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Teradata explains why data privacy is more important to the connected car than you’d think

For car makers, harvesting, storing and securing data from the connected car can get pretty pricey. So the ability to treat data differently based on its sensitivity and value to the organisation is a must. 
Torbjörn Rosenquist, Automotive Industry Practice Leader | Teradata International

With data breaches still grabbing the headlines, there is one area that car makers need to urgently address before we see a significant uptick in connected car adoption – that of data privacy. According to a recent global survey, 51% of German, and 45% of U.S. customers said they had reservations about using connected car services because they were worried about digital safety and data privacy.  The first is the possibility that connected cars could be hacked and sabotaged by nefarious individuals.  And the second is the concern that the connected car data could be shared without the knowledge or consent of the car owner.

Torbjörn-Rosenquist-Teradata-Connected-Cars_Telematics
Torbjörn Rosenquist

The industry has started to address this issue, with the Alliance of Automobile Manufacturers and the Association of Global Automakers putting forward a set of privacy principles for vehicle technologies and services in November 2014.  And a number of car makers, such as BMW and Volvo have also stated publicly that they are taking this matter very seriously, eschewing possible monetization opportunities in favour of putting their customers’ privacy first.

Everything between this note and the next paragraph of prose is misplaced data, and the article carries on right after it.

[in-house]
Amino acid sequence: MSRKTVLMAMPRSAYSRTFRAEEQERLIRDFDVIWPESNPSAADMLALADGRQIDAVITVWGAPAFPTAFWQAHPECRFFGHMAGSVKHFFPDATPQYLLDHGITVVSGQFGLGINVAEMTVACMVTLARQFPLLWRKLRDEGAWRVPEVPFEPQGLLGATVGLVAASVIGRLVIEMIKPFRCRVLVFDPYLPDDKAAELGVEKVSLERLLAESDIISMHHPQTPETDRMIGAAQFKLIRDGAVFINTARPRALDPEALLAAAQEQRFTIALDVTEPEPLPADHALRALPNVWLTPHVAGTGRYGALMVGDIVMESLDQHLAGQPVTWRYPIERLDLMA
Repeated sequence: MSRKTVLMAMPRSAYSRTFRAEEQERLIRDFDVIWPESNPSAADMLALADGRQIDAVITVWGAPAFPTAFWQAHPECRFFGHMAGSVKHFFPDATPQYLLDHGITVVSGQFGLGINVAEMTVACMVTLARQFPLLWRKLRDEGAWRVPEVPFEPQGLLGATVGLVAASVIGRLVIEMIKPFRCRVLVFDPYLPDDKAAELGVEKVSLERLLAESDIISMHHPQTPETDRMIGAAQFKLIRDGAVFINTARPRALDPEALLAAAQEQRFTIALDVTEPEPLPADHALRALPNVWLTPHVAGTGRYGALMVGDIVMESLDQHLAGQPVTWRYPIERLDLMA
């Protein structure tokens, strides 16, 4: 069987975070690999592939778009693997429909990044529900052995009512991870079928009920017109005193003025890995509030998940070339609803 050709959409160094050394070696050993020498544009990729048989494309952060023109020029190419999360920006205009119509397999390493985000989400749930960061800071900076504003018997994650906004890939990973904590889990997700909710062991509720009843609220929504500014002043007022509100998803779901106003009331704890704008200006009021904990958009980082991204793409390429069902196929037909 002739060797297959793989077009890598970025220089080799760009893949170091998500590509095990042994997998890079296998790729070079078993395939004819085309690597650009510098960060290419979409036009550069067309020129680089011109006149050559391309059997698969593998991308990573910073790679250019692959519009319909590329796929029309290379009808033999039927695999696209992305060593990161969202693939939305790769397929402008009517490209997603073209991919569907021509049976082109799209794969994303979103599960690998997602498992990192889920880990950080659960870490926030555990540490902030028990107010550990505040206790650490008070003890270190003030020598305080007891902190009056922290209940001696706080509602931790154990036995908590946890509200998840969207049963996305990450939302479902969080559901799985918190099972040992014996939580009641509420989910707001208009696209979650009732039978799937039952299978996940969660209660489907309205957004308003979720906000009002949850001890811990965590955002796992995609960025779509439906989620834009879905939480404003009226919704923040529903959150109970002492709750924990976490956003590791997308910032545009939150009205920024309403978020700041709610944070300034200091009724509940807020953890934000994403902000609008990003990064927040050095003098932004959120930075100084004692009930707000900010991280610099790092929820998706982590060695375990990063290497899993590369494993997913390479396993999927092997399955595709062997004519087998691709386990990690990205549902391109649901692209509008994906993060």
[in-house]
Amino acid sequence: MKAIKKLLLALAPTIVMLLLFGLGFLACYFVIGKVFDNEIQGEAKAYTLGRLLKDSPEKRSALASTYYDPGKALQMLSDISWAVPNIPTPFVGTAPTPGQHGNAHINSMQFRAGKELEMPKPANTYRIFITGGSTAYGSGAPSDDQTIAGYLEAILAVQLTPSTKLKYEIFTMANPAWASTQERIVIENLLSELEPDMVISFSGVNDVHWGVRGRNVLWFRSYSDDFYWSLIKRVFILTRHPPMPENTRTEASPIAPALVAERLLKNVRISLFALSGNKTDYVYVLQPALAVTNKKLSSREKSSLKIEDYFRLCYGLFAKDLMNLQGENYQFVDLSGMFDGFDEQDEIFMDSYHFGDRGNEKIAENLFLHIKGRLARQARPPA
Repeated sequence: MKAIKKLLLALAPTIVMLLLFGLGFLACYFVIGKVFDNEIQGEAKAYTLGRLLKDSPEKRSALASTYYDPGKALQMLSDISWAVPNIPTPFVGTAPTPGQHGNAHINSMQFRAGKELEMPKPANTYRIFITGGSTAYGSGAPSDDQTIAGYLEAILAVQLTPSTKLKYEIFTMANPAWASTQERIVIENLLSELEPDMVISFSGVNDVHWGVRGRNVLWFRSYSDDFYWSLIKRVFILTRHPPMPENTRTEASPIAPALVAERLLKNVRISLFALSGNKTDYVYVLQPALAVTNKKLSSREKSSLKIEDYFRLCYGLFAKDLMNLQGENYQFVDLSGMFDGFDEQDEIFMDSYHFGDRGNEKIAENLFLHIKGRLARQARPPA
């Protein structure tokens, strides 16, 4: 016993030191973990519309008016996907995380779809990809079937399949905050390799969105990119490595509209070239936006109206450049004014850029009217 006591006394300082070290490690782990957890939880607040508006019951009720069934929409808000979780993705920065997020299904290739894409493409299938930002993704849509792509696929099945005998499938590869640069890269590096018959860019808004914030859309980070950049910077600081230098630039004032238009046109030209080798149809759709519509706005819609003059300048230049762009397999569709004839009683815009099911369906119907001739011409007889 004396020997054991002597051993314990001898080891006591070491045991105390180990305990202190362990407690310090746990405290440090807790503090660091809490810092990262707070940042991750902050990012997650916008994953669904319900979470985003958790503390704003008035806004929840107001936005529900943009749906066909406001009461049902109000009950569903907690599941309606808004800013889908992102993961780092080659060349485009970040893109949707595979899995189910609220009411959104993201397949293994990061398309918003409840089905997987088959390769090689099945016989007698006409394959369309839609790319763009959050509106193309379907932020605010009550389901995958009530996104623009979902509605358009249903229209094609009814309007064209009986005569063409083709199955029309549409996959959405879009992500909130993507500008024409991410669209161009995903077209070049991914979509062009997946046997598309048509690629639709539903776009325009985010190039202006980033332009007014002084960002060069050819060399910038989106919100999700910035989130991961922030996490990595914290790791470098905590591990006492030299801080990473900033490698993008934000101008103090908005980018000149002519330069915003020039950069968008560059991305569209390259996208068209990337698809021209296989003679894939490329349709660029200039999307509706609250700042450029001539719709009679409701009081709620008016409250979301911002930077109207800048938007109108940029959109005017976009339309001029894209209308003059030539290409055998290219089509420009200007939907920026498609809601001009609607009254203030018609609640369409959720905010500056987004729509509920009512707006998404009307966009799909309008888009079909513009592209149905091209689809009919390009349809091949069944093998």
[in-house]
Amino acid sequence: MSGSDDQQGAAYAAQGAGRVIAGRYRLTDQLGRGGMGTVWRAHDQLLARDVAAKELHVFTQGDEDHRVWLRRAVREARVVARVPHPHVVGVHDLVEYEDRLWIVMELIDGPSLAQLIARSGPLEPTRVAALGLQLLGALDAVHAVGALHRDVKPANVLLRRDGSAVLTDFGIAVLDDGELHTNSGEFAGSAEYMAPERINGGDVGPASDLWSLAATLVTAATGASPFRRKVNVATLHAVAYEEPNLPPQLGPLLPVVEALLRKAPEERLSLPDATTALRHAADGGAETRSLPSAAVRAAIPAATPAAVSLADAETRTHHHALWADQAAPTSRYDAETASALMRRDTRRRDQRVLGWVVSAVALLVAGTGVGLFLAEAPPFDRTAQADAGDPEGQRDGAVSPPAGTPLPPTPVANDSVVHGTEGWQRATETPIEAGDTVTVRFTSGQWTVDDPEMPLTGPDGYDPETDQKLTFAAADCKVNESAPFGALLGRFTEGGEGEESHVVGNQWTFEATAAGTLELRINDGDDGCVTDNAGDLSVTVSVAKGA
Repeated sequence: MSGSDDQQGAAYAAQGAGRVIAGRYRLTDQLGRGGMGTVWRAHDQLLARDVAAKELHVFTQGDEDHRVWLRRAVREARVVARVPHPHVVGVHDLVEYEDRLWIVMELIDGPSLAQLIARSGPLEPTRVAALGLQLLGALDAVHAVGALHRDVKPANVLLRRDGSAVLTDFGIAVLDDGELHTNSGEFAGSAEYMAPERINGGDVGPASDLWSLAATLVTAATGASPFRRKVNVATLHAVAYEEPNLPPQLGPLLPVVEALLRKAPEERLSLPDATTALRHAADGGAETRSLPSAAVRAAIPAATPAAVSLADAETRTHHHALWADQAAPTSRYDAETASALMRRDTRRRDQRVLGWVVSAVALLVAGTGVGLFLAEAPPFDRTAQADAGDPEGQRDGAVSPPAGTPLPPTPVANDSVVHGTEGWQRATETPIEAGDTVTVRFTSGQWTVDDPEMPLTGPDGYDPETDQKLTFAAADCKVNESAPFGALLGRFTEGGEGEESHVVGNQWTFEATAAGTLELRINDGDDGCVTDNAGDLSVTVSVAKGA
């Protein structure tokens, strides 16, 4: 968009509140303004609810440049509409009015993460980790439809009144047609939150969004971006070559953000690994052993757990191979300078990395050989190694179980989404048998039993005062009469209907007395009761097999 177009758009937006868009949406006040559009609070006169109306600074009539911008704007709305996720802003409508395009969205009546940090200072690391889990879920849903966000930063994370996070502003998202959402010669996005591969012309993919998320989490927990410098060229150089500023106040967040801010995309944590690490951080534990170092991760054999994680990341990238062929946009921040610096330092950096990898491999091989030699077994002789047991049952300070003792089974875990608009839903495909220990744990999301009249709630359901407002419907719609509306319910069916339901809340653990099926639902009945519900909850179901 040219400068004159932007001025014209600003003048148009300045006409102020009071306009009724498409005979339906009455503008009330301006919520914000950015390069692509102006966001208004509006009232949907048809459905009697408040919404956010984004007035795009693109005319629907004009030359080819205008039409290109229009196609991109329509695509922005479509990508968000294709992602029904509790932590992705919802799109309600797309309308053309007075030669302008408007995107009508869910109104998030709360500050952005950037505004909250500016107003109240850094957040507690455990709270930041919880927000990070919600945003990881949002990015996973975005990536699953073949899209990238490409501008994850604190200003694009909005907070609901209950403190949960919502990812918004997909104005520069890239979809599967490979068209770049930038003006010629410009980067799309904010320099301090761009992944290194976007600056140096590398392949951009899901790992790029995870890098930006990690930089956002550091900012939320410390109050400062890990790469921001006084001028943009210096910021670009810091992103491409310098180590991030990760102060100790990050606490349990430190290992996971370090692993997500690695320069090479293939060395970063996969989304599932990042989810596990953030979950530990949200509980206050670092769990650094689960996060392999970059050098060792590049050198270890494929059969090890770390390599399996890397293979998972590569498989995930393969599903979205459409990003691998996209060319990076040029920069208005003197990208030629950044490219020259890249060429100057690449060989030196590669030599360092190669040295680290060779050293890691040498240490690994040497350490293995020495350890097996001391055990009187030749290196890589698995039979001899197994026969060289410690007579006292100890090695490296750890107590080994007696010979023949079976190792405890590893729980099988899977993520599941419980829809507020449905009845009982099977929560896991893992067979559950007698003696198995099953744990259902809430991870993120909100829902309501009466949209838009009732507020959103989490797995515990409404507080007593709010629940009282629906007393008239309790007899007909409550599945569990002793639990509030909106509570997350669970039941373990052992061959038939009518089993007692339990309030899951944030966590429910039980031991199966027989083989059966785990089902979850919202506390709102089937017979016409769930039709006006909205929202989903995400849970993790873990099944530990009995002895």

Don’t Underestimate Data from the Connected Car

The connected car has been called a “gigantic data-collection engine” for good reason. Today, car makers might be downloading 100 – 200 kilobytes of data from a car, once a year, during its annual service. But with the connected car, kilobytes of data can be downloaded every day. And then there is also the remote diagnostics capability of recording data on-demand as needed to study anomalies in detail for vehicles when the need occurs.

With Gartner predicting that there will be 250 million connected cars on the road by 2020, the scale of the data challenge for the automotive industry becomes clear. Companies will need to decide whether it makes business sense to collect all the data available, considering the cost of transferring and managing the data.

Still, there are areas that data from the connected car can be game-changing.  Product innovation is now taking place at such speed that a unique innovation today can easily be copied and manufactured by a rival firm soon after.  In short, product specifications are no longer a unique reason for the customer to choose one car model over another.

Connected car data can be invaluable in this instance as it can help car makers understand how to create new services and experiences for their consumers that will differentiate their cars from the competition. Services like allowing car owners to receive shopping deliveries securely to the boot of their car. 

And with industry trends indicating that the nature of car ownership itself is changing, the connected car data can help car makers position themselves to offer alternatives such as pay-as-you-drive insurance, car leasing or shared-usage schemes. 

Defining Privacy

But before deciding how data from the connected vehicle can be used, companies need to first understand what data should be labelled “private”.  Some data can be collected and analyzed in an anonymized format – data that transmits the condition of a vehicle’s function and quality, or driving behavior, for instance.  This data, even when anonymized, could still be of value to car makers (more on that later).